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Men Get Raw Deal as Part-time Low-wages Plummet

13 January 2017 | Updated 01 January 1970

Twenty years ago only 1 in 20 men aged 25 to 55 with low hourly wages worked part-time. Today 1 in 5 of this group work part-time: a four-fold increase. This is the result of a steady trend – not just the recent recession. Meanwhile the proportion of middle- and high- wage men working part-time remains extremely low, at less than 1 in 20.

So says a report from the Institute of Fiscal Studies authored by Chris Belfield, Jonathan Cribb , Andrew Hood and Robert Joyce. Hence, for men low hourly wages and low hours of work increasingly go together. This has become an important driver of inequality in their pay.

These are among the findings from IFS analysis on inequality in Britain over the past two decades, which forms part of a forthcoming article in the journal Economica, published week ending Jan 13 as an IFS Working Paper and summarised in a short accompanying Executive Summary - see below.


Key findings on pay inequality among those in work include

Weekly earnings inequality among men has risen significantly. This is partly because the hourly wages of high-earners grew faster than those of middle-earners, and partly because men with low hourly wages are now working fewer hours per week. For example, men in the second decile of hourly wages work, on average, 5 fewer hours a week than they did 20 years ago.

The rise of part-time work among men on low hourly wages far predates the recession and is widespread. The trend has been occurring consistently for 20 years and is observed for low-wage men across the age spectrum, for single men and men in couples, and for those with and without children.


Women comparison

In contrast, inequality in women’s weekly pay fell. At the 10th percentile, weekly earnings rose by 60% between 1994-95 and 2014-15; at the 90th percentile they rose by 29%. This is because the proportion of women working part-time has fallen, especially among those with low hourly wages (the opposite of the trend for men).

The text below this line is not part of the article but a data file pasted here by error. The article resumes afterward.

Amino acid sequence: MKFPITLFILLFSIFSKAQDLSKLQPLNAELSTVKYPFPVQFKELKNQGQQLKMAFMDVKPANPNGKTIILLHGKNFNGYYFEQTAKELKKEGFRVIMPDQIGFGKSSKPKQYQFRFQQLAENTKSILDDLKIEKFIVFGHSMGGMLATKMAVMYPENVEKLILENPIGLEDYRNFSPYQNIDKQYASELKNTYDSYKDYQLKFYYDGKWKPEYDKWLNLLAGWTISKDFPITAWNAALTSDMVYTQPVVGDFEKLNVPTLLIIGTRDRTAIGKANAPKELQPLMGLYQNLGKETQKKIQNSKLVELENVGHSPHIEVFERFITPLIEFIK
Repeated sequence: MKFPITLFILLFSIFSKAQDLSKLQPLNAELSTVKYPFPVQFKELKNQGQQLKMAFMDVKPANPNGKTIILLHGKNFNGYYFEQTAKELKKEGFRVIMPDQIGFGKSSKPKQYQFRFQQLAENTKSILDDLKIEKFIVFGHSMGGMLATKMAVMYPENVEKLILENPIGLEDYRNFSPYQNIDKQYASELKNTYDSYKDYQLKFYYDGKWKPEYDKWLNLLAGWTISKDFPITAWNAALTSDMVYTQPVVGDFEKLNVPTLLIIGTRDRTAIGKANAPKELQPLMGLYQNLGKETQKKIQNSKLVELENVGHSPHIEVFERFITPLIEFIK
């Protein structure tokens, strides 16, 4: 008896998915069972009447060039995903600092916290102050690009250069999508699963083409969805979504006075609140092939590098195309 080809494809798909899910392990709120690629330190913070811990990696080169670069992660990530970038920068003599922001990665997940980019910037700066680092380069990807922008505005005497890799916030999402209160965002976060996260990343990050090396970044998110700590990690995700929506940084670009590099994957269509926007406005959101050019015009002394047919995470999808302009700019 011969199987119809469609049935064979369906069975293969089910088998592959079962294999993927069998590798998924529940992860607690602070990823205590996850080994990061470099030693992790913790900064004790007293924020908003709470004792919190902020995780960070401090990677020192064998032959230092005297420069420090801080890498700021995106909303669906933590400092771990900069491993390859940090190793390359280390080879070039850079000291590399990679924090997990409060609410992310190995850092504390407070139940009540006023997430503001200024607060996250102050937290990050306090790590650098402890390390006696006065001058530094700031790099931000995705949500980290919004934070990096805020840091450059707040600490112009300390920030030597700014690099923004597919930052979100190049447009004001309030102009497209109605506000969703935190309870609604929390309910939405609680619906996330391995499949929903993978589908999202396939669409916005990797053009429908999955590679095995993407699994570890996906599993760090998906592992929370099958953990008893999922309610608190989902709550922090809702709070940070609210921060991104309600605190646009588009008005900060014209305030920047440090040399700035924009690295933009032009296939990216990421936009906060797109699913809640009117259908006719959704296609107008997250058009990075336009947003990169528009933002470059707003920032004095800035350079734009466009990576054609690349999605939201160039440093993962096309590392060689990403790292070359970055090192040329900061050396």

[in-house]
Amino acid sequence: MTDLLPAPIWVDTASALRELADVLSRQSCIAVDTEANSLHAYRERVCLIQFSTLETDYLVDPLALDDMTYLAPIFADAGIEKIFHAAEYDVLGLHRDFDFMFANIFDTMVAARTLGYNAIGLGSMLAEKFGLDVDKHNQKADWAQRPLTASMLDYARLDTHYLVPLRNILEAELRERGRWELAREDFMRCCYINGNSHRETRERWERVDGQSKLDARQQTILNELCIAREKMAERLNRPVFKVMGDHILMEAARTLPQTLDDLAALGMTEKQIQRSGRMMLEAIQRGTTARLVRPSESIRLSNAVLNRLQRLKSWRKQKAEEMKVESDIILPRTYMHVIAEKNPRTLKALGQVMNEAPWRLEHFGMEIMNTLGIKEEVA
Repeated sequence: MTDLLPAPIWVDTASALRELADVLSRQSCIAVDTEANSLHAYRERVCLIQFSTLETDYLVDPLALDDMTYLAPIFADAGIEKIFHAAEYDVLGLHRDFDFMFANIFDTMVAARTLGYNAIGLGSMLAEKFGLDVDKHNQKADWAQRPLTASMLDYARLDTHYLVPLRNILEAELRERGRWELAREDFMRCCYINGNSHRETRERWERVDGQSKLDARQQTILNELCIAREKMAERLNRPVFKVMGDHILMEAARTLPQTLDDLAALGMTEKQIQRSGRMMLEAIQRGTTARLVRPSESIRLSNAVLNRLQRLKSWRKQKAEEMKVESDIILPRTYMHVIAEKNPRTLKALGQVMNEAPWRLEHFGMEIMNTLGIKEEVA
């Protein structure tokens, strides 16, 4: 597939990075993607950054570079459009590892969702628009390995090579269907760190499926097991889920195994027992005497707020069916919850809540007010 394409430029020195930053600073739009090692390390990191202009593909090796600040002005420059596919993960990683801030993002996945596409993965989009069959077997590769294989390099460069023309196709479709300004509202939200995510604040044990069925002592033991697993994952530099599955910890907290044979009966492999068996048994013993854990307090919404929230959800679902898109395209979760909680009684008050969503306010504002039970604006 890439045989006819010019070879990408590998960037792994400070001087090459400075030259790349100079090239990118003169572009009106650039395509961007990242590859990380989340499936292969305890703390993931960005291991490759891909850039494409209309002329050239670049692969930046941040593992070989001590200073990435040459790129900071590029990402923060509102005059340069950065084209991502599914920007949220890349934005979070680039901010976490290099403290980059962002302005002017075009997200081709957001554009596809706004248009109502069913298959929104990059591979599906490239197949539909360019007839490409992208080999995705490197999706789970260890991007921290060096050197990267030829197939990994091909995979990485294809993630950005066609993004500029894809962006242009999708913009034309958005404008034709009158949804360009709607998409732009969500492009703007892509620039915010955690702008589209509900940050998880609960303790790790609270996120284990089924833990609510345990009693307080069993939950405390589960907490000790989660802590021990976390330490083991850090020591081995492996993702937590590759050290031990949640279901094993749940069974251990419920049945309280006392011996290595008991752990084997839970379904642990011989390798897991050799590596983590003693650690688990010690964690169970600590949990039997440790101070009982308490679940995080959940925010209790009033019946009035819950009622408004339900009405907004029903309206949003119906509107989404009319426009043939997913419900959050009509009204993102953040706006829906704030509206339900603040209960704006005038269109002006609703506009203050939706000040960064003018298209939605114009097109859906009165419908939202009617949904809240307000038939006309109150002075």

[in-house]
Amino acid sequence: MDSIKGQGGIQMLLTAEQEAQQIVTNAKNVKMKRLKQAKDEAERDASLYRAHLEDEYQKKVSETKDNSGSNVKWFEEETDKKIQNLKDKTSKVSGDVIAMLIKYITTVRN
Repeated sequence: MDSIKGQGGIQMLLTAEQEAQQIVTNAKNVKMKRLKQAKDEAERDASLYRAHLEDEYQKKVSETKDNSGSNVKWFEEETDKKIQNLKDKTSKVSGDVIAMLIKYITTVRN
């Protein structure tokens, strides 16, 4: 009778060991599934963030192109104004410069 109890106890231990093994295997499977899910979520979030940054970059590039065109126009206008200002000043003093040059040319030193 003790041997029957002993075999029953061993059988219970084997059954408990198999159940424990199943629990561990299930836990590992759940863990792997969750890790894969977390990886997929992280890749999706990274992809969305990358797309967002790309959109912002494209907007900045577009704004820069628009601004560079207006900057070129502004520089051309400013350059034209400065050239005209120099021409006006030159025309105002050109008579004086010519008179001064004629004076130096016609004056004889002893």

Combining the pay of men and women who live together, inequality in total earnings across working households has risen. At the 10th percentile, household earnings rose by 20% between 1994–95 and 2014–15, while at the 90th percentile, household earnings rose by 32%. This is primarily because of the rise in male earnings inequality, since male earnings remain the largest income source for working households on average.



Trends in inequality have been different if we look at total net household incomes (including benefits and after taxes) across the whole population, rather than looking specifically at pay among working households.

Despite rising earnings inequality among working households, inequality in total net household incomes (including benefits and after taxes) across the vast majority of the population is actually lower than 20 years ago. Key reasons for this include tax credits boosting the incomes of low earners, a catch-up of pensioners with the rest of the population, and falling rates of household worklessness.

However, the top 1% have been different: their share of net total household income increased from 6% in 1994-95 to 8% in 2014-15.

Jonathan Cribb, author and a Senior Research Economist at IFS, said: “The number of low-wage men working part time has increased sharply over the last twenty years. To understand the drivers of inequality in the UK it is vital to understand the growing association between low hourly wages and low hours of work among men.”

Chris Belfield, another author of the report and a Research Economist at IFS, said: “In the last twenty years, the incomes of the top 1% have pulled further away from the rest. But across the vast majority of the population income inequality has actually fallen. However, in large part this is because the tax and benefit system has worked increasingly hard to offset disparities in the pay brought home by working households, and because of the catch-up of pensioners with those of working age, as well as falls in worklessness.”

Picture: There has been a dramatic rise in proportion of low-wage men working part time according to the Institute of Fiscal Studies

Article written by Institute of Fiscal Studies | Published 13 January 2017


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